Pil-pil is a delicate sauce, according to Raij, and really more of a technique than a recipe. It is something to master. “If it gets too hot or too cold, the emulsion will break. If you cook it too hard, you destroy the gelatin and you dry out the fish, and you won’t have anything to make pil-pil with; if you cook it too soft, all the gelatin will stay in the fish, and you won’t have anything to make pil-pil with either. You’re essentially tempering the ingredients, just like when you make chocolate.” And that emulsion becomes a rich, fatty sauce—“it’s like turning olive oil into butter,” Sasso says.
Salsa de Tinta
Salsa de tinta translates directly as ink sauce, and comes from squid cooked in its own ink. “It starts with a slow-poached onion with the ink, a one-note sofrito,” Raij tells me, “and then you add whatever flavoring agents you want—green pepper or tomato sauce or both.” That gets puréed (traditionally, with a food mill; more finely and swiftly, with a blender) and returned to the pot, where you’ll add the squid. “The squid adds a fishy flavor to the sauce, and the sauce gives sweetness to the squid, and, as in all braises, they become one. So the sauce isn’t separate from the dish; the sauce is the result of the dish.” As with pil-pil and the other Basque mother sauces, the sauce and the dish are one, and served in the cooking vessel, or cazuela.
The salsa verde of Spain has nothing to do with the salsas verdes of Italy or Mexico—it’s really more of a velouté, says Raij. “Classically, you fry garlic in olive oil, so you scent the oil with garlic, then you add flour and parsley, then you add fish stock or clam juice or another liquid. What you end up with is this green, almost Chinese food-quality sauce.”
Then comes the protein: seafood, usually hake or clams, is cooked in the sauce, adding its flavor to the sauce. Potatoes sometimes take the place of seafood, in a particularly peasant-y rendition of the dish.
Raij notes that while flour (or cornstarch) is traditional, she prefers other thickeners: “If I’m cooking potatoes with salsa verde, I would prefer to just have the starch in the potato thicken the sauce. There are also higher-quality starches like kudzu starch or arrowroot starch. Or I’ll cook white beans, and I’ll use that starchy cooking liquid to thicken the sauce.”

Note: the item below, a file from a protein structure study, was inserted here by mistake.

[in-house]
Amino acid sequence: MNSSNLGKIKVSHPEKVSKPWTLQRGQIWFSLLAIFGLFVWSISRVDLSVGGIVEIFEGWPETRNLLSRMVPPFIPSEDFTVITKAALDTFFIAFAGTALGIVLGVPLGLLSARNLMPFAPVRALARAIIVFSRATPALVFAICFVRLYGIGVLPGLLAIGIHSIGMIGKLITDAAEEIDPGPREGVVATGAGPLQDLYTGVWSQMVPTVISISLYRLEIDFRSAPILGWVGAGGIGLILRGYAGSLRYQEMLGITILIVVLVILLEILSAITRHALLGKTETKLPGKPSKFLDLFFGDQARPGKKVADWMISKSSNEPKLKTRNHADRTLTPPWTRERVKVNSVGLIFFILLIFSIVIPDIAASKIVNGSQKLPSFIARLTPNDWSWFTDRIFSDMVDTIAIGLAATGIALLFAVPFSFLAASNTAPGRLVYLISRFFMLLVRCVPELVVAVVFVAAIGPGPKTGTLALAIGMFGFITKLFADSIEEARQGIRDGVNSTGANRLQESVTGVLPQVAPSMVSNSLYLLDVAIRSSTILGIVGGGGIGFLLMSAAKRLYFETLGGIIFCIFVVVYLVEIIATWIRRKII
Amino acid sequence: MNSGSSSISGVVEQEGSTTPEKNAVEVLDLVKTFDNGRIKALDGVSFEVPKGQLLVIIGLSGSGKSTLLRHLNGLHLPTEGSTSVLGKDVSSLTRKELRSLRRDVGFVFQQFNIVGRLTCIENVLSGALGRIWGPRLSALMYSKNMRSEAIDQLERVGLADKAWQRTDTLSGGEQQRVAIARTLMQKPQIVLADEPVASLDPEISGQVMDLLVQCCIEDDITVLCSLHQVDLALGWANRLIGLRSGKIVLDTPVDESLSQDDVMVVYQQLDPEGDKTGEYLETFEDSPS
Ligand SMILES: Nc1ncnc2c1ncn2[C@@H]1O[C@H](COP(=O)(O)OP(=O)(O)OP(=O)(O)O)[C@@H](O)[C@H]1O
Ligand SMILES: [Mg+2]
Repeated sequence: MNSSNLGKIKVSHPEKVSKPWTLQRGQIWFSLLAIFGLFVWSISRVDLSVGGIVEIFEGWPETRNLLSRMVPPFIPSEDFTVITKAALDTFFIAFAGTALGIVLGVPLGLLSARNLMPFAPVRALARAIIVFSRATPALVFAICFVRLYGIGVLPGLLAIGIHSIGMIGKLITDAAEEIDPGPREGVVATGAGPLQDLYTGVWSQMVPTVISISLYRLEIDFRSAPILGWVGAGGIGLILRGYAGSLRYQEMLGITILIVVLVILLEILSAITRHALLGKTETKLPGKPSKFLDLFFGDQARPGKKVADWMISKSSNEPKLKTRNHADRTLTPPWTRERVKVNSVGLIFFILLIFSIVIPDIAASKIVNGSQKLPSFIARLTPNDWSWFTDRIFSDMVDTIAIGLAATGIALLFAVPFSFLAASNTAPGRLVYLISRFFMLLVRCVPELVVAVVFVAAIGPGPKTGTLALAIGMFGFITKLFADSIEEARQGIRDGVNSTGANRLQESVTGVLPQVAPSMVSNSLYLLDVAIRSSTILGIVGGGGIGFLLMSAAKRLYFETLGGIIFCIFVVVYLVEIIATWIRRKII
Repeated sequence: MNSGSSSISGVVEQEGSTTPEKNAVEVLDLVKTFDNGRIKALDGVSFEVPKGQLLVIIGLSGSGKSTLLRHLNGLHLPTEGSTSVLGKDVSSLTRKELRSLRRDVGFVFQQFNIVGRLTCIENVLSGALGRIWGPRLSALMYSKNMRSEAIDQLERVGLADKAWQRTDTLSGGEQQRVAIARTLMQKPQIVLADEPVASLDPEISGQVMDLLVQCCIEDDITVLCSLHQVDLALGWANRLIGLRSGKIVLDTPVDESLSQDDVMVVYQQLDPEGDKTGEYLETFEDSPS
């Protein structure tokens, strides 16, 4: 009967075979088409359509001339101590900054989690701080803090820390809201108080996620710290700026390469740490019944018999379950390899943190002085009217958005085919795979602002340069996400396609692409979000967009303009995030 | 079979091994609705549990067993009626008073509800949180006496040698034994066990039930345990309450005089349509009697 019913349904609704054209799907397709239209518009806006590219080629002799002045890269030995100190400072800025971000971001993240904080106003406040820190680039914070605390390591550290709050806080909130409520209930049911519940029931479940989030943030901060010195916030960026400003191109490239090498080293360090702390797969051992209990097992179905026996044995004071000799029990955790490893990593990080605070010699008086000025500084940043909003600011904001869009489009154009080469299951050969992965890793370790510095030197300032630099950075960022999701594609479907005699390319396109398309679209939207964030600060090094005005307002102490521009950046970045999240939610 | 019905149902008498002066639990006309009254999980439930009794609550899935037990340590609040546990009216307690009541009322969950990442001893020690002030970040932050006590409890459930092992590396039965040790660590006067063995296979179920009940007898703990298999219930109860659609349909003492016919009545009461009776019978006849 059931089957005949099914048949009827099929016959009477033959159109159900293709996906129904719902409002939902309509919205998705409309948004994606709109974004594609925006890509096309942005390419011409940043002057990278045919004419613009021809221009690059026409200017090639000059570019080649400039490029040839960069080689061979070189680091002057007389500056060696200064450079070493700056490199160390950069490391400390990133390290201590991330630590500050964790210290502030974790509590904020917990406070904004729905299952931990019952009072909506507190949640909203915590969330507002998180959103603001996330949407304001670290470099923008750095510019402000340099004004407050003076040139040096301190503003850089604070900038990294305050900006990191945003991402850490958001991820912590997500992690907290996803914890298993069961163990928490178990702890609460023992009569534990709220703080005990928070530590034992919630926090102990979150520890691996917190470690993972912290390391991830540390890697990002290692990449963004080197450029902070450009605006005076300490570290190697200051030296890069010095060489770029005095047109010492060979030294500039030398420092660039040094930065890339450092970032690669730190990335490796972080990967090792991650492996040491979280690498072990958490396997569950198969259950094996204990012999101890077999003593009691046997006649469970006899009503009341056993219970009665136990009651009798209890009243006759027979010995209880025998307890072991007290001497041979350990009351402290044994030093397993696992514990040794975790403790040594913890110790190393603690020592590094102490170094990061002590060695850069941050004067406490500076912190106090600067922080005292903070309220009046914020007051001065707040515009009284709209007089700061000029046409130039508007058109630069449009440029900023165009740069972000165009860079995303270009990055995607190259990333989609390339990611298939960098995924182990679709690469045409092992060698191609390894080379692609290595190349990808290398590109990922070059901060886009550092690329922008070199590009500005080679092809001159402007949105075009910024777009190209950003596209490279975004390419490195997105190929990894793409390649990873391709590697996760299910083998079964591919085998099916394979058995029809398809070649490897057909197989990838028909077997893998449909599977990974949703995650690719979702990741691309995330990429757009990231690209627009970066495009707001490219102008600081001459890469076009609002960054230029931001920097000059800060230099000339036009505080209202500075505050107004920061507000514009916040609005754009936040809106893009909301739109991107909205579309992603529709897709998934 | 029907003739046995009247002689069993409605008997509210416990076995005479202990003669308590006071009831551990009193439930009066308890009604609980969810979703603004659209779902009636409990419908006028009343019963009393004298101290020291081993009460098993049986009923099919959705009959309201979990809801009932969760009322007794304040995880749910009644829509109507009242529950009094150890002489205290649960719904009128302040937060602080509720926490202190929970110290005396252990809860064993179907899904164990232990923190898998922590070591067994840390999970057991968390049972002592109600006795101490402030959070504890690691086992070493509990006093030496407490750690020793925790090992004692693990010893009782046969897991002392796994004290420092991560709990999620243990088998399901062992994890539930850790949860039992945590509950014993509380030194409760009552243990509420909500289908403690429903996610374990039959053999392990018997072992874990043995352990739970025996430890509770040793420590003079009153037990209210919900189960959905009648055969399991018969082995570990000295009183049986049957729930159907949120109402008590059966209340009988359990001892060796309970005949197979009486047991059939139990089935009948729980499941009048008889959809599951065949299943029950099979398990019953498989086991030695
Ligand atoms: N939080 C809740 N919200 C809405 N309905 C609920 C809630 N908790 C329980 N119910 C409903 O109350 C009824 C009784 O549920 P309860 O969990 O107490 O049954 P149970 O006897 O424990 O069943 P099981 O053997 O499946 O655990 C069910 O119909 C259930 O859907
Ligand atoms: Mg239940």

Salsa vizcaína comes from Vizkaya, a Basque province. Like salsa tinta, it starts with that slow-poached onion, but the additional flavor comes from the sweet red choricero pepper—the sort of pepper used in making chorizo—instead of squid ink. Anything else you add depends on where you’re going to use the sauce, says Raij. “If you were going to serve it with meat, then you would flavor it with meat stock, or meat odds and ends. If you were going to do this with fish, then you use fish stock, and keep it as delicate as possible.”
Romesco is the foremost sauce in Catalan cooking, if only because it’s an essential element of the calçotada, the springtime Catalan festival celebrating the harvest of leek-like alliums called calçots. The big draw—aside from traditional fair events like gigantes (people walking on stilts, dressed as giants, with papier-mâché heads) and regional dances—is a large ad-hoc grill made from logs and chicken wire where calçots are grilled whole until charred, then served with a little container of romesco and a half-bottle of wine, maybe an orange for dessert.
“All day they’re making romesco in a mortar and pestle,” explains Sasso, “crushing hazelnuts and almonds with piquillo peppers, some olive, oil, usually vinegar, and that’s it. Sometimes they use garlic too, and onions. They crush it by hand until they have this nice paste that almost looks like a chunky gazpacho.” It is, at its most basic, a combination of sofrito (the garlic and onions and peppers) and picada (the almonds and hazelnuts). Sometimes smoked and dried nyora peppers are used instead of piquillo.